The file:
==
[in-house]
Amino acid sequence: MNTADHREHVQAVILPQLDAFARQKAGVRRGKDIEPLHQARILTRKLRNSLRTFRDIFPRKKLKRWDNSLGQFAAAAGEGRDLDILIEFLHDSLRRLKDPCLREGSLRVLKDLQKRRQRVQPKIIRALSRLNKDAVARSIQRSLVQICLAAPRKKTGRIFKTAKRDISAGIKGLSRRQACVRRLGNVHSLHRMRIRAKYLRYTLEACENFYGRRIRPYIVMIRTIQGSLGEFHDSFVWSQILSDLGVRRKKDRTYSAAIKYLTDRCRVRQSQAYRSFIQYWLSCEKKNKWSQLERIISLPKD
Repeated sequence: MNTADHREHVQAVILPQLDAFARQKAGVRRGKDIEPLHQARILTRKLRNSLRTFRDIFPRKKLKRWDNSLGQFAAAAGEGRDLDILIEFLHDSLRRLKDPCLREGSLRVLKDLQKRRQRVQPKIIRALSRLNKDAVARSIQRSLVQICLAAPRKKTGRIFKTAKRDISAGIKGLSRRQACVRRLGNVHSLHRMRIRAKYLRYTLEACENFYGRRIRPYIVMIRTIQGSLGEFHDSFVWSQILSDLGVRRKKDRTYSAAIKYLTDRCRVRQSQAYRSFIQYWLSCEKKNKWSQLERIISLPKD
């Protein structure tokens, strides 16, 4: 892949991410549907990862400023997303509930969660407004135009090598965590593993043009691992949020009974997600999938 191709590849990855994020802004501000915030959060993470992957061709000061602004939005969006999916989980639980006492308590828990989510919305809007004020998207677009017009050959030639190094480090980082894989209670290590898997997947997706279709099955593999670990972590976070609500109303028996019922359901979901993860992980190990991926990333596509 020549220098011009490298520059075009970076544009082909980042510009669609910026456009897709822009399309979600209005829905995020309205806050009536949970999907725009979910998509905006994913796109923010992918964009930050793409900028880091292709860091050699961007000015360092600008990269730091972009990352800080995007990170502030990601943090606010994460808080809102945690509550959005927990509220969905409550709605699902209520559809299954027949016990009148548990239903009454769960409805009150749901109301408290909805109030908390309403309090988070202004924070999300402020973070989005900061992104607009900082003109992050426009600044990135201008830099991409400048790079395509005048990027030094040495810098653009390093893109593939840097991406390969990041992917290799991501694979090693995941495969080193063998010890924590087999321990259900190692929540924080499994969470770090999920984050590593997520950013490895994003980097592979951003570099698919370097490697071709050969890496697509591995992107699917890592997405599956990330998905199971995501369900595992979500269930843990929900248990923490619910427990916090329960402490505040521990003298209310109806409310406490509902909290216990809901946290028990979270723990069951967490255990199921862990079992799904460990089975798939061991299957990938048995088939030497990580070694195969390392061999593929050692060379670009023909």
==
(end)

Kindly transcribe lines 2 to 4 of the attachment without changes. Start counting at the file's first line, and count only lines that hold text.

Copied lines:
Amino acid sequence: MNTADHREHVQAVILPQLDAFARQKAGVRRGKDIEPLHQARILTRKLRNSLRTFRDIFPRKKLKRWDNSLGQFAAAAGEGRDLDILIEFLHDSLRRLKDPCLREGSLRVLKDLQKRRQRVQPKIIRALSRLNKDAVARSIQRSLVQICLAAPRKKTGRIFKTAKRDISAGIKGLSRRQACVRRLGNVHSLHRMRIRAKYLRYTLEACENFYGRRIRPYIVMIRTIQGSLGEFHDSFVWSQILSDLGVRRKKDRTYSAAIKYLTDRCRVRQSQAYRSFIQYWLSCEKKNKWSQLERIISLPKD
Repeated sequence: MNTADHREHVQAVILPQLDAFARQKAGVRRGKDIEPLHQARILTRKLRNSLRTFRDIFPRKKLKRWDNSLGQFAAAAGEGRDLDILIEFLHDSLRRLKDPCLREGSLRVLKDLQKRRQRVQPKIIRALSRLNKDAVARSIQRSLVQICLAAPRKKTGRIFKTAKRDISAGIKGLSRRQACVRRLGNVHSLHRMRIRAKYLRYTLEACENFYGRRIRPYIVMIRTIQGSLGEFHDSFVWSQILSDLGVRRKKDRTYSAAIKYLTDRCRVRQSQAYRSFIQYWLSCEKKNKWSQLERIISLPKD
């Protein structure tokens, strides 16, 4: 892949991410549907990862400023997303509930969660407004135009090598965590593993043009691992949020009974997600999938 191709590849990855994020802004501000915030959060993470992957061709000061602004939005969006999916989980639980006492308590828990989510919305809007004020998207677009017009050959030639190094480090980082894989209670290590898997997947997706279709099955593999670990972590976070609500109303028996019922359901979901993860992980190990991926990333596509 020549220098011009490298520059075009970076544009082909980042510009669609910026456009897709822009399309979600209005829905995020309205806050009536949970999907725009979910998509905006994913796109923010992918964009930050793409900028880091292709860091050699961007000015360092600008990269730091972009990352800080995007990170502030990601943090606010994460808080809102945690509550959005927990509220969905409550709605699902209520559809299954027949016990009148548990239903009454769960409805009150749901109301408290909805109030908390309403309090988070202004924070999300402020973070989005900061992104607009900082003109992050426009600044990135201008830099991409400048790079395509005048990027030094040495810098653009390093893109593939840097991406390969990041992917290799991501694979090693995941495969080193063998010890924590087999321990259900190692929540924080499994969470770090999920984050590593997520950013490895994003980097592979951003570099698919370097490697071709050969890496697509591995992107699917890592997405599956990330998905199971995501369900595992979500269930843990929900248990923490619910427990916090329960402490505040521990003298209310109806409310406490509902909290216990809901946290028990979270723990069951967490255990199921862990079992799904460990089975798939061991299957990938048995088939030497990580070694195969390392061999593929050692060379670009023909």